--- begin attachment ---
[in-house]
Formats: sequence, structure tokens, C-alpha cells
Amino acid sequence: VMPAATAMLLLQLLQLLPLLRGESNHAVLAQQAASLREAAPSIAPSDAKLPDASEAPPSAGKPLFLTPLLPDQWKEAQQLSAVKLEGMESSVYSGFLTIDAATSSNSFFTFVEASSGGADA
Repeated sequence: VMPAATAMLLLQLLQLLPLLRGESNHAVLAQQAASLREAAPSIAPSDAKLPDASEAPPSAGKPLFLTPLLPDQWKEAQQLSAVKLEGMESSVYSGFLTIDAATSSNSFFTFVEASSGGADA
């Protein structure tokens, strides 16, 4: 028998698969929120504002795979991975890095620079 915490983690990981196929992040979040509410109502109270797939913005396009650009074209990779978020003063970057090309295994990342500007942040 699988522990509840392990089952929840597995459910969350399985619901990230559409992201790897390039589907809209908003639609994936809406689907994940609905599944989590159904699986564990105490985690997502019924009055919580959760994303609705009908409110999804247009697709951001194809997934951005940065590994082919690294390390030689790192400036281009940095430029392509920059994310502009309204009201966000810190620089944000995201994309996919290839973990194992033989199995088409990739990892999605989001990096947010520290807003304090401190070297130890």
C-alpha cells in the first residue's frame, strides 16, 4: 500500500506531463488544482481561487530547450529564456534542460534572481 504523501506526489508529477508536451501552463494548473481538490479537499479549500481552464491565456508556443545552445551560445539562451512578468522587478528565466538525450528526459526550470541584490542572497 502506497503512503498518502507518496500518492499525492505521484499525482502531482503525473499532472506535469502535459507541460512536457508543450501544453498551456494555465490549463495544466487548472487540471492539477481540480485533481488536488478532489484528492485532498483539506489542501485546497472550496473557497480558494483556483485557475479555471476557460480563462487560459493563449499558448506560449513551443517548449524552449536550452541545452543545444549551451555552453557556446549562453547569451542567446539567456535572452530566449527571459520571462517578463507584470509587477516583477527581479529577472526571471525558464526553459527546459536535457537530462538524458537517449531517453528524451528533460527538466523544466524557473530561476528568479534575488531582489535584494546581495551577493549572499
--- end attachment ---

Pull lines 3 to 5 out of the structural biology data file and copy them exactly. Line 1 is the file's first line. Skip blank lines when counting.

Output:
Amino acid sequence: VMPAATAMLLLQLLQLLPLLRGESNHAVLAQQAASLREAAPSIAPSDAKLPDASEAPPSAGKPLFLTPLLPDQWKEAQQLSAVKLEGMESSVYSGFLTIDAATSSNSFFTFVEASSGGADA
Repeated sequence: VMPAATAMLLLQLLQLLPLLRGESNHAVLAQQAASLREAAPSIAPSDAKLPDASEAPPSAGKPLFLTPLLPDQWKEAQQLSAVKLEGMESSVYSGFLTIDAATSSNSFFTFVEASSGGADA
């Protein structure tokens, strides 16, 4: 028998698969929120504002795979991975890095620079 915490983690990981196929992040979040509410109502109270797939913005396009650009074209990779978020003063970057090309295994990342500007942040 699988522990509840392990089952929840597995459910969350399985619901990230559409992201790897390039589907809209908003639609994936809406689907994940609905599944989590159904699986564990105490985690997502019924009055919580959760994303609705009908409110999804247009697709951001194809997934951005940065590994082919690294390390030689790192400036281009940095430029392509920059994310502009309204009201966000810190620089944000995201994309996919290839973990194992033989199995088409990739990892999605989001990096947010520290807003304090401190070297130890």